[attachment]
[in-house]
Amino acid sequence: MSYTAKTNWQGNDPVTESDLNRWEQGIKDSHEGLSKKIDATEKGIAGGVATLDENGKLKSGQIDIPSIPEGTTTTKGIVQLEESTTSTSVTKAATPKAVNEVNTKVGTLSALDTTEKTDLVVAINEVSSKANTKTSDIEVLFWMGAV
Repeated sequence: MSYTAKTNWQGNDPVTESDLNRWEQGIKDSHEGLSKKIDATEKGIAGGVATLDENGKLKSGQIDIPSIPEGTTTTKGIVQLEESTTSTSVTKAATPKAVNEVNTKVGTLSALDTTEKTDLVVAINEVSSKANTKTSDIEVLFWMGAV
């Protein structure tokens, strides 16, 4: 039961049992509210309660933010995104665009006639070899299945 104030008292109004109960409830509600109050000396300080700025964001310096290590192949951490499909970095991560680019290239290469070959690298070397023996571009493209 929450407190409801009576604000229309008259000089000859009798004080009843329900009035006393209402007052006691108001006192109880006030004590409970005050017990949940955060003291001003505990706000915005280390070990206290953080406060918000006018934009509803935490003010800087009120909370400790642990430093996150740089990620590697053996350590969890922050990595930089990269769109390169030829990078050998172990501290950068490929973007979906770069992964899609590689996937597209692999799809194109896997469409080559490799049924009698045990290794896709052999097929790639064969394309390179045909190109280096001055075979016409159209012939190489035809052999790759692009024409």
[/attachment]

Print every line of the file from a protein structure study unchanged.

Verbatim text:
[in-house]
Amino acid sequence: MSYTAKTNWQGNDPVTESDLNRWEQGIKDSHEGLSKKIDATEKGIAGGVATLDENGKLKSGQIDIPSIPEGTTTTKGIVQLEESTTSTSVTKAATPKAVNEVNTKVGTLSALDTTEKTDLVVAINEVSSKANTKTSDIEVLFWMGAV
Repeated sequence: MSYTAKTNWQGNDPVTESDLNRWEQGIKDSHEGLSKKIDATEKGIAGGVATLDENGKLKSGQIDIPSIPEGTTTTKGIVQLEESTTSTSVTKAATPKAVNEVNTKVGTLSALDTTEKTDLVVAINEVSSKANTKTSDIEVLFWMGAV
């Protein structure tokens, strides 16, 4: 039961049992509210309660933010995104665009006639070899299945 104030008292109004109960409830509600109050000396300080700025964001310096290590192949951490499909970095991560680019290239290469070959690298070397023996571009493209 929450407190409801009576604000229309008259000089000859009798004080009843329900009035006393209402007052006691108001006192109880006030004590409970005050017990949940955060003291001003505990706000915005280390070990206290953080406060918000006018934009509803935490003010800087009120909370400790642990430093996150740089990620590697053996350590969890922050990595930089990269769109390169030829990078050998172990501290950068490929973007979906770069992964899609590689996937597209692999799809194109896997469409080559490799049924009698045990290794896709052999097929790639064969394309390179045909190109280096001055075979016409159209012939190489035809052999790759692009024409």